Did he go through details of key moments in his life?
Yes, he did, but as he passed it to everyone through the book. He gave me total freedom of interpretation. I was able to create, participate and understand each situation. For that, I had all the support of Avancini on the set.
How was the characterisation work?
Very different. I must congratulate the staff. There are several things which we did with our own bodies as well. What was cool was that we could mix our interpretation with makeup work, to represent the passing of the time. It was a group effort. All of these things helped me to compose Edir Macedo and develop his character on the scene. To me, making movies used to be a distant thing. The last time I worked on a movie was in 1998, and since then I only made a handful of appearances, so this is a very important moment for me.
Would you like to tell us some curiosity about the work on the set?
Every day we had a lot of work. There were very strong scenes. Sometimes the simplest scenes are the hardest. Saying a ‘good morning’ can be harder than a big scene. The film required lot of concentration on my part and my colleagues’. It is a film that speaks of love, difficulties, correctness and mistakes.
And, especially, what this man did to face the adversities he went through. The film tells the story of this man who left Rio das Flores (in the interior of Rio de Janeiro) to win over Brazil and the world through his belief. It has a wonderful script, a sensational team and a safe direction from Avancini.
Who is Ester Bezerra?
Ester is Edir Macedo’s wife. I see her as a great partner in the life of this man. She is a very strong and sensitive woman. I think they are both very different, but they complement each other. Within this imperfection, they are perfect for each other.
How was your preparation to play the character?
The first time I went to read the script, actually, I did not think too much. I just read it to understand it. Then we started the preparation process, with the guidance of Avancini. In our rehearsal room, we prepared ourselves to recreate Edir and Ester’s relationship and the world that they lived in. We had to build their whole life. I had no contact with Ester and Edir. I met her briefly on the set. I did attend the church, and I met their daughter, Cristiane, who told me a little about their universe. In the beginning, I researched a lot about Ester on the internet. But most things were recent. There are not many records of the youth portrayed in the film, when she first met Edir. I was also guided by my intuition.
What was it like to act with Petrônio and be directed by Avancini?
Amazing. I already knew Avancini. I did two soap operas with him. During free time,
when we were waiting for the set to be ready, we exchanged a lot of ideas. I already did a soap opera with Petrônio, but I did not know him well. It was a good encounter. From the first rehearsals, he was a good friend. He is passionate, kind; a good professional and human being. I am very happy with this work, with these people; with the whole team.
Please, describe your character.
Mrs Geninha, Edir Macedo’s mother, is a very strong woman. She has the wisdom of a strong woman. She is a warrior, like all Brazilians. She symbolises the kind of woman who takes care of her children, who can take care of her household; and she lives her life with honesty of character. That’s how Mrs Geninha is: a figure of love, who does everything for her children. She sees Edir’s potential. She always supported him. Dramaturgically speaking, it is interesting to see the way that Edir overcomes the obstacles that life brings –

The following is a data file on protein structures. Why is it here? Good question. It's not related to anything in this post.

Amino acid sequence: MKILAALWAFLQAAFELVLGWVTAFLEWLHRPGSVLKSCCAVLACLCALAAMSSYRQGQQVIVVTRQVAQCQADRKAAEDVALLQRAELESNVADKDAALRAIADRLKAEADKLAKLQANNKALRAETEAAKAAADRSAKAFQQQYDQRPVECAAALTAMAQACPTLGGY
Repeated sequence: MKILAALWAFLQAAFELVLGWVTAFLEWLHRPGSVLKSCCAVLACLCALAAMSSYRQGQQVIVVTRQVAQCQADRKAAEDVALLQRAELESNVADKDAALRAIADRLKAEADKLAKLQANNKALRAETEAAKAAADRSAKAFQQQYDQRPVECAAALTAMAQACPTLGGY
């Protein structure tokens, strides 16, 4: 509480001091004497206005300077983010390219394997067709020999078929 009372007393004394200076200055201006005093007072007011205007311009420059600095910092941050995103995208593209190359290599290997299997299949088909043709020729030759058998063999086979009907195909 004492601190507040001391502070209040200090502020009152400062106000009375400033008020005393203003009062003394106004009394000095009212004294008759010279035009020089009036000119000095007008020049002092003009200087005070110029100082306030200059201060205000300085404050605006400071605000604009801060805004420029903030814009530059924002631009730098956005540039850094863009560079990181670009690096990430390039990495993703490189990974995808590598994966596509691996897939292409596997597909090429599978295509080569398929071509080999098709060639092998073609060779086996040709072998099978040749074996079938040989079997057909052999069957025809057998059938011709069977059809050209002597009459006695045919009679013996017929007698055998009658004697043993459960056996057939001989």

the way he turns it into force. Mrs Geninha can see the strength of Edir through compassion, sensitivity and faith.
How did you feel interpreting the same character in different stages of her life?
That was an extra challenge, a very special challenge about the character. It’s very interesting to recreate the passing of the time. She has a different vigour and posture in each phase. It is a work with voice and breathing. Also, we spent three hours to do the makeup and an hour and a half to take it off. The whole makeup team is very talented, and this ends up being a moment that you start getting into character. I come from the theatre, so this is the time in which you stop being yourself and enter into the character’s universe. It’s a magical time for the actor. I try to enter in the character’s state of mind. It is part of the process of interpretation.
Did you do any preparation for the movie?
We had a very nice preparation to build the relationship of Geninha with her ‘three sons’. I had three Edir Macedos in three different stages of his life. I had access to photographs.
I like it. In my preparation, I always look for images that inspire me. I looked inside of me to find the force of motherhood, which is one of her character traits.
How was your experience on the set?
This is an extremely elaborate production, with the best professionals involved in the process. When we go to the movies, we somehow want to learn about the humanity, so it is important to know a little about the history of this Brazilian. Acting with Petrônio was amazing, he’s a wonderful actor. I was able to follow the process of creating the character. We did activities together to build the relationship between the characters. We had the chance to have a time of experience to build a bridge between our personal universe and the universe of the character. Alexandre Avancini is a director who takes care of every last detail in everything he does. He is very meticulous, and he has followed the whole process. He was always very present.